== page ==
This requires a certain level of competency that would be higher than what can be achieved by level I training – but not necessarily as high as level II –to both ensure patient safety and make sure trainees are not facing uncomfortable situations that they lack the proper knowledge to deal with.

In addition, in training programs where general cardiology fellows are expected to perform device interrogations, this typically starts early in their first year before getting enough experience with CIEDs through rotating on the EP service for the required two months.

Furthermore, from a future job perspective, cardiologists practicing out in the community are often taking care of patients with CIEDs, who frequently present with symptoms related to device malfunction, or ICD therapy, or even have normal device functionality that could be mistakenly interpreted as device malfunction.

Although CIED manufacturers have representatives available to interrogate and program these devices, often times they are not immediately available onsite, which may delay patient care.

Importantly, without the proper experience in dealing with CIEDs, treating cardiologists may not even recognize in some instances that the patient presentation could be a device-related issue.

A proposed solution to bridge this competency gap and to equip future cardiologists with an important and practical skill that can have significant implications on patient care is to create a pathway for certification in the basics of CIED management.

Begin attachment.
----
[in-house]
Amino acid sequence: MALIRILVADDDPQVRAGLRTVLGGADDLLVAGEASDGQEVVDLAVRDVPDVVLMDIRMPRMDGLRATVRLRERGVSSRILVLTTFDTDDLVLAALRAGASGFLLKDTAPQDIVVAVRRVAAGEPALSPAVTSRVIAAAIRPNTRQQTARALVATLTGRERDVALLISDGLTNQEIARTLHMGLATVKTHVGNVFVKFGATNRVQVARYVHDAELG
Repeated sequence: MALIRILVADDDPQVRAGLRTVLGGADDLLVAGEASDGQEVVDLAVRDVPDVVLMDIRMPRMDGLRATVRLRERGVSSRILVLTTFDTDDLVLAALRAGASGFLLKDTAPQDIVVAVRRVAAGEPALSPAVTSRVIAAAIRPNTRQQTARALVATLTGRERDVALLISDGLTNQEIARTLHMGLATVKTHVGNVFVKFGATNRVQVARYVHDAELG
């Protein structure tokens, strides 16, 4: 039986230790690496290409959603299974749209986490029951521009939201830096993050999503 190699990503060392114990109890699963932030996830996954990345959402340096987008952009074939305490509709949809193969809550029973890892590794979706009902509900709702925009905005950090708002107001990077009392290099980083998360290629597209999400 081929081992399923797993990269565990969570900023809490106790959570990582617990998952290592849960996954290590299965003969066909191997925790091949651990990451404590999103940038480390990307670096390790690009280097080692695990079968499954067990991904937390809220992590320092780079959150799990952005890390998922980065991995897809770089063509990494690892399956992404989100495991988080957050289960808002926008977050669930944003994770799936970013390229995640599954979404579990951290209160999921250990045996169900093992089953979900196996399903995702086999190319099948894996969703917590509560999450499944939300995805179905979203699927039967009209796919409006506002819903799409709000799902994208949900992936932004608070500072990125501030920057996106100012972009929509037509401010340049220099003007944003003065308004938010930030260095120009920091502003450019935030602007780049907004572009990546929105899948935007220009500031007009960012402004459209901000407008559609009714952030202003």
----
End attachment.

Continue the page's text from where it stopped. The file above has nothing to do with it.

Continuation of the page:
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Ideally, this pathway would include an online curriculum that covers the major core competencies in the basics of CIED management and is specifically designed for physicians, whether cardiology fellows or practicing cardiologists.

Some device manufacturers and other third-party services have online material available for device training.

However, they are mainly targeted for allied health care professionals rather than physicians, which makes the content less practical to a cardiology fellow or attending.

Importantly, a structured hands-on experience to complement the online resources is not available across the board for general cardiology trainees. The creation of such online and hands-on curriculum and certification pathway would allow cardiology fellows to get the required knowledge in a timely manner at the beginning of their training.

It would also allow them to build on that knowledge with practical experience during EP service rotations to achieve a certain competency level that would make them comfortable performing basic CIED interrogation, troubleshooting and programming during their fellowship and when they start practicing independently.

Moreover, the integration of this form of training in the general cardiology fellowship is probably the best way to address the issue of the growing demand for basic PPM/ICD programming competency and the limited supply of competent physicians with these skills.

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This article was authored by Amr Barakat, MD, Fellow in Training (FIT) at University of Pittsburgh Medical Center in Pittsburgh, PA. Follow Dr. Barakat on Twitter, @AmrFBarakat.